Wise County Messenger

Franks named Citizen of the YearFree Access

People, businesses recognized at Bridgeport Chamber of Commerce Gala

CITIZEN OF THE YEAR — Charli Franks was named the Bridgeport Chamber of Commerce’s Citizen of the Year. SUBMITTED.

Charli Franks knows the importance of keeping children and adults with special needs involved in the community. Since the birth of her 38-year-old son, Jason, Franks has committed to serving that community by extending her time, effort and dedication to countless people other than just her own child.

For her efforts in making the special needs community an integral part of Bridgeport, Franks was honored as the Bridgeport Chamber of Commerce Citizen of the Year at the annual banquet.

Franks is involved in numerous special needs programs, including Made 2 Thrive, Wise County Special Needs Baseball, Outward Adventure and serves as a coach for Made 2 Thrive’s Special Olympics. She said her son’s cerebral palsy diagnosis is the reason why she began getting involved with these organizations.

“Jason is my inspiration,” Franks said. “I just want a better life for him and for him to have the same opportunities as everyone else.”

Franks said that after graduating high school, young adults with special needs spend most of their time at home, as the programs they previously participated in were sponsored by schools or for children 18 and under. Part of her mission is making families aware of new opportunities for these adults who are no longer in school.

“Even though these kids and young adults may not take the same path as other people, it’s so important for them to be able to get out and do things and feel like they’re still part of the community,” Franks said. “They need to be able to go to the movies or have dinner with their friends and just be able to hang out with their peers.”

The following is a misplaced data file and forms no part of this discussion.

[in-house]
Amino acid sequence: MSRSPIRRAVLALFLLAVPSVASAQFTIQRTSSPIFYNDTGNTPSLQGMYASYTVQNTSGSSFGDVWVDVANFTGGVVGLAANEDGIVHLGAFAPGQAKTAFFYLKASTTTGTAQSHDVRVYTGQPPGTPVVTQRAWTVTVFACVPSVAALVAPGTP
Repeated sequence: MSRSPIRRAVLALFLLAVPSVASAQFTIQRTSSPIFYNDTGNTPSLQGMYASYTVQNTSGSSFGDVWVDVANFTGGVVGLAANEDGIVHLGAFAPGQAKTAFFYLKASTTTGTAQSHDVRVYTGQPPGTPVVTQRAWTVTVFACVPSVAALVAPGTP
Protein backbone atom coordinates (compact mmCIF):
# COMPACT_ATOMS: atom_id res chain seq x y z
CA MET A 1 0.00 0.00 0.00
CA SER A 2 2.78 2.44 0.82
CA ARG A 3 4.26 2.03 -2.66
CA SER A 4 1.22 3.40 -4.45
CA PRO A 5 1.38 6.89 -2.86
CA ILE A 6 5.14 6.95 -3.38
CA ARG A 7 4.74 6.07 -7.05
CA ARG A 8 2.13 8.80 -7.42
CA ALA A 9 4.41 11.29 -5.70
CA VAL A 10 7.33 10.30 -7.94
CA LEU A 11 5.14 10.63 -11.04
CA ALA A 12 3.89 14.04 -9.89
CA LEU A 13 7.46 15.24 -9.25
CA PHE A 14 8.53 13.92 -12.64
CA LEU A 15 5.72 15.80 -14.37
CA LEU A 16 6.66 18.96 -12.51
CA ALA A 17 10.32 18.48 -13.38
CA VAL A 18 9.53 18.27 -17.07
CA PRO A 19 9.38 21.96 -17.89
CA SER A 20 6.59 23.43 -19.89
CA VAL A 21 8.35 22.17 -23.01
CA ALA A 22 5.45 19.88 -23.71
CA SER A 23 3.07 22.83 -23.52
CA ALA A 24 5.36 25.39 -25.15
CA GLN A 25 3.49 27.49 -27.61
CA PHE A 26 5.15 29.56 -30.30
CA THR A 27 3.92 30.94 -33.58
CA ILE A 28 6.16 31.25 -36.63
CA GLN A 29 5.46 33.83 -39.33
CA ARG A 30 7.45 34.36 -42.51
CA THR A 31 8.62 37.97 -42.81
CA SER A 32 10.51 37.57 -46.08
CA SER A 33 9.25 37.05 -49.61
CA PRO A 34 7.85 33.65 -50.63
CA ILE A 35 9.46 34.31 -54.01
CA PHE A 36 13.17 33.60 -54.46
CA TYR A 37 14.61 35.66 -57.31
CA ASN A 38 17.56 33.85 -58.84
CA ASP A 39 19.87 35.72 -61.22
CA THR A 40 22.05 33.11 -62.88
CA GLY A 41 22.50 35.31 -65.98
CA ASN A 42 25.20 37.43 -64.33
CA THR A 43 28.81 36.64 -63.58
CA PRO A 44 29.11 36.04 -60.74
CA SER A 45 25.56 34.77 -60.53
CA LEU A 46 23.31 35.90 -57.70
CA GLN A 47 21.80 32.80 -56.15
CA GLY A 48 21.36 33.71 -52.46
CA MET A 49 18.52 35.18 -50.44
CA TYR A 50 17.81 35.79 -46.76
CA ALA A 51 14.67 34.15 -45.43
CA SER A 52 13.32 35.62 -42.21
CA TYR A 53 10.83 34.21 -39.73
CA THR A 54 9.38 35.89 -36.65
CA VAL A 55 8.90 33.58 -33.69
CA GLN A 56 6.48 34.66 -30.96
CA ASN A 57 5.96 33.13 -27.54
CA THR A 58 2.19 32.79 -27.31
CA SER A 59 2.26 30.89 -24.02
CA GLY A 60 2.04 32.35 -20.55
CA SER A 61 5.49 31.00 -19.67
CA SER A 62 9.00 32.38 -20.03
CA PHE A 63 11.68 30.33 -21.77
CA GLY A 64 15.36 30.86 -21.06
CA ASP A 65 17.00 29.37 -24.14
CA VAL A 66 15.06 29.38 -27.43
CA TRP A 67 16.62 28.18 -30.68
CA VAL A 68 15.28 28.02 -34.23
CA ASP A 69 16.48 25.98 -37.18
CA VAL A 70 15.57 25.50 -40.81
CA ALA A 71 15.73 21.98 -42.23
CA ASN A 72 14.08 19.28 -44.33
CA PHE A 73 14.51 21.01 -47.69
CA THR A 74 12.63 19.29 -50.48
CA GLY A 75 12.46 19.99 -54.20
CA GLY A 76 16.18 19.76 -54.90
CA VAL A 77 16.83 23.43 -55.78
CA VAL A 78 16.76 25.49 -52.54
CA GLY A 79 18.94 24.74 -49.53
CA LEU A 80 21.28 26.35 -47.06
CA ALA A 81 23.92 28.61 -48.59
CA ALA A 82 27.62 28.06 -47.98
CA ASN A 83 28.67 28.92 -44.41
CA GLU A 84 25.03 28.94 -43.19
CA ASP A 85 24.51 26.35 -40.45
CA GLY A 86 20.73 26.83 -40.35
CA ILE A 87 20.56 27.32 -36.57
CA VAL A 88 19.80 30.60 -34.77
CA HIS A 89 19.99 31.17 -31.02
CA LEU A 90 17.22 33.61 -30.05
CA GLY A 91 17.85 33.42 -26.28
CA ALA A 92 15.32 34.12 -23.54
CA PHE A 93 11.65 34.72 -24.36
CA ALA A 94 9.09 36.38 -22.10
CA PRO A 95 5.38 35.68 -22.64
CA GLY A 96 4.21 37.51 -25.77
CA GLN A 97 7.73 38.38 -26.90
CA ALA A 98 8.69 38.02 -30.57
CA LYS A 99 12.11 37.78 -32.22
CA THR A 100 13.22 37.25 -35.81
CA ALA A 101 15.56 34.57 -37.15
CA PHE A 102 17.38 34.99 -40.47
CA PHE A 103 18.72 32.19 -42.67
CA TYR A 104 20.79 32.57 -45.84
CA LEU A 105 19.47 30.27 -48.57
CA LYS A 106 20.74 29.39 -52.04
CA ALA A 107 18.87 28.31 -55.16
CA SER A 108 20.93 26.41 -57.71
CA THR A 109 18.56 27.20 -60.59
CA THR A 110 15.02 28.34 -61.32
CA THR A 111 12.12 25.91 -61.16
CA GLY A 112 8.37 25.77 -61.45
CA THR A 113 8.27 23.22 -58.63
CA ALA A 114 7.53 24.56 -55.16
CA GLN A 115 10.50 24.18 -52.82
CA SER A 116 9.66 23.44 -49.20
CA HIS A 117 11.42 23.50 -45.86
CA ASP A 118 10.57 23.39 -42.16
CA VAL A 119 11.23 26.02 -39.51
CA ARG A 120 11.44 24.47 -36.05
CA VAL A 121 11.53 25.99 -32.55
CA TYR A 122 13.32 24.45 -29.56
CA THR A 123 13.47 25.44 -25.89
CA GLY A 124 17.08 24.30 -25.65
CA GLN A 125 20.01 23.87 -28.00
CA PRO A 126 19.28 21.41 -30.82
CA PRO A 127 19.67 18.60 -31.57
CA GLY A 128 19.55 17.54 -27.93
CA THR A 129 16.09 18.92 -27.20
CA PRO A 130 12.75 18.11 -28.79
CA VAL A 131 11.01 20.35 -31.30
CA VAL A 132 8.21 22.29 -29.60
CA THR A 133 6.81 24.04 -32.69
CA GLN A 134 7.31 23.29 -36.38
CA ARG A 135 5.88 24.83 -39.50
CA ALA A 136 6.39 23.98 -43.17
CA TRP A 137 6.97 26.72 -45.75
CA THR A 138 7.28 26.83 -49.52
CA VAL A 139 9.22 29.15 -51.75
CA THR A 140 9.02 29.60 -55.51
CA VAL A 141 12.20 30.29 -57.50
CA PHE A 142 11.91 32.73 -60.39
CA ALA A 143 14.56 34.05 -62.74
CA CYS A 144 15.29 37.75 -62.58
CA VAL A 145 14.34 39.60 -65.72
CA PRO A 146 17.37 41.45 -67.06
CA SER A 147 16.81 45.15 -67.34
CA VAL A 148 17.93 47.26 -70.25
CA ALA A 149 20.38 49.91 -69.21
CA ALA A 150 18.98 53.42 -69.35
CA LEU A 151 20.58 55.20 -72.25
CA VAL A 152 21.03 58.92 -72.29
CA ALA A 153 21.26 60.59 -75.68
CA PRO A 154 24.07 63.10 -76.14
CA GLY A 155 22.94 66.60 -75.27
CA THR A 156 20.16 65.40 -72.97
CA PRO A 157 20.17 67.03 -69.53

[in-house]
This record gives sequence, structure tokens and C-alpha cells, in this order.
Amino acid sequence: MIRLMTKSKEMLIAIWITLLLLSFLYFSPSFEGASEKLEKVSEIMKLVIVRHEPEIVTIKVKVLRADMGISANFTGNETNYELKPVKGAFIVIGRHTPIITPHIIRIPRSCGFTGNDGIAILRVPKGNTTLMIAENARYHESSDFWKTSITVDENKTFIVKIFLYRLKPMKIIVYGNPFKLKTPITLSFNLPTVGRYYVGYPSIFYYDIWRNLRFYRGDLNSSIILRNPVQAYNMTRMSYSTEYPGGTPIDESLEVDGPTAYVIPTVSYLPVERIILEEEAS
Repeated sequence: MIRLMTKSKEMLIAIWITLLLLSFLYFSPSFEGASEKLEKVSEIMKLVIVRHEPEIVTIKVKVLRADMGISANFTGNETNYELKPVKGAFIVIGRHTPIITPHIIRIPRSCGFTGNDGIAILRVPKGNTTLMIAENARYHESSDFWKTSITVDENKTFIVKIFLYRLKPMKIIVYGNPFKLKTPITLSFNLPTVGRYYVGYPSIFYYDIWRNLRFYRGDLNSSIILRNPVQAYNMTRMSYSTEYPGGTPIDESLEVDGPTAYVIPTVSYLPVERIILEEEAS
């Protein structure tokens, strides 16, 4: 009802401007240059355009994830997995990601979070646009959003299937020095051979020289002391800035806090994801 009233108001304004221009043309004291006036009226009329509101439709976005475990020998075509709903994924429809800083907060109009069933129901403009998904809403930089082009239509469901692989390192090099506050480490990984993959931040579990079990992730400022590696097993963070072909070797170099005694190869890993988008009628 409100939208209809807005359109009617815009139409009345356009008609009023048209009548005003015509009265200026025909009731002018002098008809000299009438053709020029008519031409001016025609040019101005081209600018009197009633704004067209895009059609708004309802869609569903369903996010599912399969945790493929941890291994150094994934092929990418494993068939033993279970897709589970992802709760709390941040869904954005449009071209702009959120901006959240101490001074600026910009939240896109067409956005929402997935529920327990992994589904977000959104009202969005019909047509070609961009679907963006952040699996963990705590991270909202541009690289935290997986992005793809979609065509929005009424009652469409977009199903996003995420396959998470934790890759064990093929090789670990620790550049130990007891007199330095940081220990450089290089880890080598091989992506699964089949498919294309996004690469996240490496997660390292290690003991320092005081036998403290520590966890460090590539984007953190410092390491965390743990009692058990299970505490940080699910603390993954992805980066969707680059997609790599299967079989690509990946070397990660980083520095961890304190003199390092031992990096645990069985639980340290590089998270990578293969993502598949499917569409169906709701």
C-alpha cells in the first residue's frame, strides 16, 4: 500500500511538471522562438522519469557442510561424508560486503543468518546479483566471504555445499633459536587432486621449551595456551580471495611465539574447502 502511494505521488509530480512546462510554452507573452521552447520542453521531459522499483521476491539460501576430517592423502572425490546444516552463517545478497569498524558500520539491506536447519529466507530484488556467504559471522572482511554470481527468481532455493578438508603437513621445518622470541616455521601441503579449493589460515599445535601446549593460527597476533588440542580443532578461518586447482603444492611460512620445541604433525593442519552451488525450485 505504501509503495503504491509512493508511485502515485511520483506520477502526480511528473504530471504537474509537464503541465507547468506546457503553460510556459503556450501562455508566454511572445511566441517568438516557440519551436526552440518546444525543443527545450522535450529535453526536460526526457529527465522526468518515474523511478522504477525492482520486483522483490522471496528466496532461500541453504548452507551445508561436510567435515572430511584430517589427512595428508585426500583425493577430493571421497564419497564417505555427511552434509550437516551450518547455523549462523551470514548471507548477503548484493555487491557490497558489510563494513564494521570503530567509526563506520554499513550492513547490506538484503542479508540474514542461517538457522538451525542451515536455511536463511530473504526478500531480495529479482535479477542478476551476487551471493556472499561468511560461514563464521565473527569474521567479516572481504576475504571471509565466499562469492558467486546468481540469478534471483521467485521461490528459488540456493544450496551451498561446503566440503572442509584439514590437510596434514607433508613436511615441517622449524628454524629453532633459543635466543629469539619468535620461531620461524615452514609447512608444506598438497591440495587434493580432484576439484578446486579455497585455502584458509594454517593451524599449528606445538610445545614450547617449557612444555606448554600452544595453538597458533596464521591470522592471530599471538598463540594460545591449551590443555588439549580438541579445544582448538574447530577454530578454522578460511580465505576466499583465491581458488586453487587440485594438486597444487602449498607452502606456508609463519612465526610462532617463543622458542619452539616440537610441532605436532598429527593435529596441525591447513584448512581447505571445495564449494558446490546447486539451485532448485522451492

Franks spoke highly of the countless volunteers and parents she has worked with over the years and said that they deserve all of the recognition when it comes to serving the local special needs community. “I promise you that none of this is possible without every single parent or volunteer that helps out. I don’t think I’m doing anything special that someone else isn’t already doing,” she said.

At the banquet, Franks said she was caught off guard when she realized that David McComis, last year’s award winner, was introducing her as the new recipient. 

“In my wildest dreams, I would have never imagined that I would be named Citizen of the Year,” Franks said. “When [David] was speaking, I thought, ‘Oh my gosh, is he talking about me?’”

She added that the City of Bridgeport has always been helpful when it comes to making her ideas for special needs events a reality. “It’s just a great community. Everywhere I’ve gone where I’ve had an activity or idea, the doors have been completely wide open to anything that I wanted to do,” Franks said. “People are always pitching in and making sure I have everything I need to make every event possible.”

“I’m so honored that the community would recognize me for the little that I do, and even more importantly, that the type of people that I help are valued here,” Franks said.  “ I don’t think I can ever say thank you enough.”

BUSINESS OF THE YEAR — Foundation Therapy was named the Business of the Year by the Bridgeport Chamber of Commerce. SUBMITTED

The Bridgeport Chamber of Commerce recognized several other influential people and businesses at its banquet. Longtime council member Billy Fred Walker was the first-ever recipient of the chamber’s Lifetime Achievement Award. Amy Hiler received the President Award and Helen Rankin received the Dr. Hunter Humanitarian Award. Foundation Therapy was named the Business of the Year.


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